Rovers’ future looking full of Easton promise

Raith development coach Craig Easton with young players James Berry, Ryan Stevenson and David McKay - credit - FPA  -

Raith development coach Craig Easton with young players James Berry, Ryan Stevenson and David McKay - credit - FPA -

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The future of Raith Rovers has never looked brighter thanks to the work being carried out by development squad head coach Craig Easton.

The 37-year-old was appointed to the new post in June after the club identified the need to bridge the gap between the Fife Elite Academy and the first team.

A youth development squad has since been established, operating under and alongside the first team at the club’s training base at the Michael Woods sports complex in Glenrothes.

“I’m thoroughly enjoying it,” Easton told the Press.

“I had a lot to do to get players in initailly, but we’ve got a small core of players now that’s really starting to show a lot of promise.

“At the moment we’ve got four apprentices, plus Andreas Thorsen and Yaw Osei from the first team involved with me in the U20s.

“We’ve also got Josh McDonald who is a signed amateur, and Finn McLeod who has signed a pre-contract and will be joining in January.

“I’ve built that up over the last few months. I didn’t want to come into the role and just sign anybody straight away.

“I wanted to get the right type of players in before I was committing to anybody, and I think the ones we’ve got in are quality players.

“It’s great to see three of them - Jamie Watson, Finn McLeod and James Berry - all local Kirkcaldy boys. Jamie just lives at the back of Beveridge Park.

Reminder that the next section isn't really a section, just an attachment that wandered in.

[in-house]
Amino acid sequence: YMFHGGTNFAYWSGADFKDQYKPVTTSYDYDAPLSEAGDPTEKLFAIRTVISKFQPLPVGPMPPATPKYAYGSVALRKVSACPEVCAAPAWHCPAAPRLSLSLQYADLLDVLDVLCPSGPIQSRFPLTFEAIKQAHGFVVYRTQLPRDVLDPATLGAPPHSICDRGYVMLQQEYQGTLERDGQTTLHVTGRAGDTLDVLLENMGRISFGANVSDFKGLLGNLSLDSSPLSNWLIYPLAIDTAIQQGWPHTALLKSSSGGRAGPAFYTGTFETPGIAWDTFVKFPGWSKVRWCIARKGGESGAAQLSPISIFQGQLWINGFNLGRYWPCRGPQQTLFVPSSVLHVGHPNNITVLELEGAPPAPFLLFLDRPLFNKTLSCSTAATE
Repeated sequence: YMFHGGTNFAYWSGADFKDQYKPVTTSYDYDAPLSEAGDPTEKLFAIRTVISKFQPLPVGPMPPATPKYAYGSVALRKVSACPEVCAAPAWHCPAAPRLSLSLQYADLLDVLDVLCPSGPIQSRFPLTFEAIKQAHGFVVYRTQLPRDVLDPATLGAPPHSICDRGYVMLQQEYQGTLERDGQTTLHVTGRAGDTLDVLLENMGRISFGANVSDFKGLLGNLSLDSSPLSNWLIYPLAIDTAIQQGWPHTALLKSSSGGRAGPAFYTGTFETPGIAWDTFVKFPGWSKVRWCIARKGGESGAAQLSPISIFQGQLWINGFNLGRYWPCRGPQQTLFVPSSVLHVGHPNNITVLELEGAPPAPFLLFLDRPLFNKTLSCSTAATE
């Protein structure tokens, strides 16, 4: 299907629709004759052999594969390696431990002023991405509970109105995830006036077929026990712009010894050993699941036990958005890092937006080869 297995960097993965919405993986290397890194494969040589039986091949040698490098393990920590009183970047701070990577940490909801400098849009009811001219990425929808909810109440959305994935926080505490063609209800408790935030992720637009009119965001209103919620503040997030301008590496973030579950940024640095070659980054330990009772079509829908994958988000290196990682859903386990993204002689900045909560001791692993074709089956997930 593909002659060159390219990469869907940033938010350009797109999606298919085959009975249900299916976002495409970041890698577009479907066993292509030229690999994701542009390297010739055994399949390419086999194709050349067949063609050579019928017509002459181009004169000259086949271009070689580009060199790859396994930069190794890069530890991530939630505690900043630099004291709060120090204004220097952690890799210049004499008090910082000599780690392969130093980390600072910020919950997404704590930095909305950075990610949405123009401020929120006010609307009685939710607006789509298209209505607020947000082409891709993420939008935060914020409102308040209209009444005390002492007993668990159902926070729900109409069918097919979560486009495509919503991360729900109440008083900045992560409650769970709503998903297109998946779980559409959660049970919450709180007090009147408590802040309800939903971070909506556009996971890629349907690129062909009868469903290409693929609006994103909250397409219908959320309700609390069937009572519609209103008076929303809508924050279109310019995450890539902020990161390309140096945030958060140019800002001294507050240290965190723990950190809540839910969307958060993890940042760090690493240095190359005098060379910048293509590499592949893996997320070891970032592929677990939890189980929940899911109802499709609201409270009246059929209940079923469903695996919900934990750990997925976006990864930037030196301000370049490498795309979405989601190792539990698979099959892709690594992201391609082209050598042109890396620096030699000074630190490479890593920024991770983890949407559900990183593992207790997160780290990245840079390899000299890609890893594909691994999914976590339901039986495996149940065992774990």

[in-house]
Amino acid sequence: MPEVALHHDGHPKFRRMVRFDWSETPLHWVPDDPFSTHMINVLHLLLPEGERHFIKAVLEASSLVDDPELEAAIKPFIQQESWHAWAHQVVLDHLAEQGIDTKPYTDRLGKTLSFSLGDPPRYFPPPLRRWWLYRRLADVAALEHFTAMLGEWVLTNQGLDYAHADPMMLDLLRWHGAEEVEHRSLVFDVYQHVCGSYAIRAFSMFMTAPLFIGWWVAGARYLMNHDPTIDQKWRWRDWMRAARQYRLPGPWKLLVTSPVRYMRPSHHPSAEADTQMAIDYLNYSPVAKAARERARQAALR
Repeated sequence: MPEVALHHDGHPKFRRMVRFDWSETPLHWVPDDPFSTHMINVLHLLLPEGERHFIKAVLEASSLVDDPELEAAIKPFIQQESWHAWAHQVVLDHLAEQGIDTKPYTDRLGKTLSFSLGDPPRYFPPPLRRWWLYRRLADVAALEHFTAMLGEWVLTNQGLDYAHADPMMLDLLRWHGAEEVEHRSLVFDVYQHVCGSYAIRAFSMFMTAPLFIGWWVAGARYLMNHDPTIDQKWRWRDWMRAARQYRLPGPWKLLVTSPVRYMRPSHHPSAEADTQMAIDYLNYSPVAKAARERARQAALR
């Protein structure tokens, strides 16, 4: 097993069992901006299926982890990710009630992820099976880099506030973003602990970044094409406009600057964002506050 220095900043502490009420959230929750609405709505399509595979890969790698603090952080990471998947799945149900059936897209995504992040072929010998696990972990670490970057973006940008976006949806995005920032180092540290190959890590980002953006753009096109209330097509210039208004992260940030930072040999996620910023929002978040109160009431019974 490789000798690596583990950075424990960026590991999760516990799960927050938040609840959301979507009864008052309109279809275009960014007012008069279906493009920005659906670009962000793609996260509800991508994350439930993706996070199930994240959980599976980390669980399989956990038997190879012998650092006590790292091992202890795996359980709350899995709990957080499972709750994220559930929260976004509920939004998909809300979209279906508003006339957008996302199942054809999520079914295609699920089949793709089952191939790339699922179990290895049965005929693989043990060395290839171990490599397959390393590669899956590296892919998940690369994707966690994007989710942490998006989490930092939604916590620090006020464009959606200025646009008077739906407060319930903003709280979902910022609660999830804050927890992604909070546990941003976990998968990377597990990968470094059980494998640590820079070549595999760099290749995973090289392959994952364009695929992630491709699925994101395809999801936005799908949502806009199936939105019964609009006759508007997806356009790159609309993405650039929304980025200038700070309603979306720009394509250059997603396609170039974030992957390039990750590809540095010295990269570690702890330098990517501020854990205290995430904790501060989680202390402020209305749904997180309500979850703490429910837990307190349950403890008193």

“It’s good to get the Fife lads in and we’re looking at another couple for next season. There is definitely talent in the local area.”

Indeed, not since the days of Colin Cameron, Stevie Crawford and Jason Dair has the club has so many local youngsters on its books.

Easton’s net, however, is being cast far and wide.

“I’ve been going to the Fife Elite games because that’s where our primary source is going to be and we’ve got a good relationship with them,” he said.

“I go to their games and see how they are doing on a Sunday and I know Stephen Wright (head of FEFA) from my time at Dundee United.

“We’re also in the process of setting up a scouting network.

“Unofficially we’ve got guys looking in Edinburgh at clubs like Hutchison Vale - Jamie Watson came from them - and we’ve got a good relationship with them.

“We’re trying to widen the net up to Dundee as well, and we had 20 lads down playing a bounce game over the October holidays.

“We’re trying to identify players in Fife first and foremost, as well as spreading our net to Dundee and Edinburgh, and hopefully we’ll catch a few good boys.”

After starting with just four full-time apprentices Easton now regularly trains with a squad of between nine and 12 players, which includes a few trialists.

“At the start it was a bit of a challenge with just four or five, but it’s a time you can use to get to know the lads, and you can really work on certain aspects of their game individually,” he said.

“From a tactical perspective we’ve been needing more bodies, but we’ve got them now and next season we’ll hopefully have a core of 12 –you can do a lot with that.”

Raith have had players emerge from the youth ranks in recent years– the likes of Ross Callachan, Ross Matthews, Lewis Vaughan and David Bates – but the development squad aims to produce more home grown players on an even more regular basis.

“We’re trying to get a more concentrated push and structed way of doing it,” Easton said.

“We’ve been finding good players, but there’s a way to do it that’s more structured, and we’ve got things in place now that will help us identify more players and really focus on their development.

“It’s tough to make the breakthrough as it is, but if there’s something in place, as there is now, it gives them that extra chance of making it.”